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Having a Baby: Can My Parents or Siblings Come Stay with Me in the US for longer than Three Months?

BY: BRUNELLA COSTAGLIOLA


Having a baby is one of the most important events in the life of expectants parents, and it is also one of the most joyous occasions for family members to witness and share in their love and happiness. While a brand-new baby is reason of unbelievable cuteness—especially when they smile, coo, sleep, move their tiny hands and feet, and… oh well, it might be easier to just say that they are always so unbelievably cute—it can quickly become overwhelming.


Sooner rather than later, you come to the conclusion that, it does indeed take a village to raise a child, and this village is usually made of family members, such as baby’s grandparents, aunts, and uncles. But. Here comes the but.


This is the military community we are talking about. And more specifically, we are talking about the foreign military spouse community, which means, our village is in a different continent. While most of our neighbors and friends can easily have their parents and siblings come visit from another US State and stay for an unspecified amount of time to help out as much as possible with their brand-new baby, it is not as easy for us, foreign military spouses, to have our village come to us. And, what’s more, have that village stay for the desired amount of time. Why? Well, because of a tiny issue we can easily describe as: Entry Visa.


Most of us can only have family members come visit us in the United States of America for up to three months. The Visa Waiver Program allows people of a participating country—there are currently 38 countries that qualify for this program—to enter the US of A and stay for 90 days or less, so long as they have a valid Electronic System for Travel Authorization (ESTA) approved prior to embarking, and they meet all the necessary requirements. But what if our family members would like to stay longer than 90 days?


This question is not so easy to answer, as it mostly depends on which country your family is from. Also, this is a situation that is usually decided on a case-by-case basis. So, there is no “one size fits all”.


However, the general answer would be: your family could apply for a B-2 Visa. A B-2 Visa is a temporary, nonimmigrant visa that allows people to come to the United States of America for pleasure and tourism for up to six months.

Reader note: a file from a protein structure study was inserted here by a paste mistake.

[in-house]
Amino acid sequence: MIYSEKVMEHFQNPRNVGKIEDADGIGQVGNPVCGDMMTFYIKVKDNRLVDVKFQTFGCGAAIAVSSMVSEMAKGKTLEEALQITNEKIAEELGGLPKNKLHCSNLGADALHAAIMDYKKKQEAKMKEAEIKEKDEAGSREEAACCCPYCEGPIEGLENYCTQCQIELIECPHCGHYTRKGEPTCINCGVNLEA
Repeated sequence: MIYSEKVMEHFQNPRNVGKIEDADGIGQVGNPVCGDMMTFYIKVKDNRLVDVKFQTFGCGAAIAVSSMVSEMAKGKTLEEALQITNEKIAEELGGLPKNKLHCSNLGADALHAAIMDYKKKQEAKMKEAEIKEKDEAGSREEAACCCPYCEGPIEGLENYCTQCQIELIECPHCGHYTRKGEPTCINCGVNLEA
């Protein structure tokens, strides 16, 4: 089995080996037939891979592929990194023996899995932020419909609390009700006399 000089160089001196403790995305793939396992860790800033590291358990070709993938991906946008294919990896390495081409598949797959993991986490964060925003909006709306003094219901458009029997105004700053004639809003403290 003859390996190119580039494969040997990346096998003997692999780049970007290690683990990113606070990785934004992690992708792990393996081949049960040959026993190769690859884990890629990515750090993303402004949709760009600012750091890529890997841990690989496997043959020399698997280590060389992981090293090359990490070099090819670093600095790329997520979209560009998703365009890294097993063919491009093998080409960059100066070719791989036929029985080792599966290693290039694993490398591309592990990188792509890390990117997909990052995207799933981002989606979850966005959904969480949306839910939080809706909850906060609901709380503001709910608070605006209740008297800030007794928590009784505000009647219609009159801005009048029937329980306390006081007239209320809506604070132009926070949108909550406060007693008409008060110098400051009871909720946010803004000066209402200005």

There are general qualifying criteria that the person requesting a B-2 Visa must meet:


· That the purpose of their trip is to enter the United States temporarily for business or pleasure;

· That they plan to remain for a specific, limited period;

· Evidence of funds to cover expenses in the United States;

· That they have a residence outside the United States as well as other binding ties that will ensure their departure from the United States at the end of the visit.

So, how do you apply for a B-2 Visa? Well, your family members would have to make sure to apply for it on time so that they can be with you for the birth as well as to help out once baby is born. Here are a few guidelines to follow:

· Contact the nearest US Embassy or Consulate of the country where they live and apply for a B-2 Visa well in advance;

· Fill out the DS-160 Form, which is an Online Nonimmigrant Visa Application form;

· Once the DS-160 has been submitted, print the confirmation page and bring it to your interview;

· Pay the non-refundable visa application fee before your interview;

· Make an appointment with the nearest US Embassy or Consulate for your interview.


Once your family members have been granted a B-2 Visa, you need to make sure they can come stay with you on the military base—if you actually live in base housing. Most bases offer a visitor’s pass that can last up to three months. However, you can also make an appointment with the Pass & I.D. office of your base to see if there is any way for you to obtain a longer visitor’s pass for your family members. Usually, they will try and work out something that grants your family members access to the base for a longer period of time. Also, don’t forget to let housing know that you plan on having family members come stay with you for a considerable amount of time, as you might have to make arrangements with them as well.


While this can be a long and draining process, it is surely worth it if your desire is to have your family members be with you, help and support you, as well as enjoy quality time with the newest member of your family. For more information, please don’t hesitate to contact the toll-free military help line at: 877-CIS-4MIL (877-247-4645) or e-mail them at: militaryinfo@uscis.dhs.gov




© FMSA 2020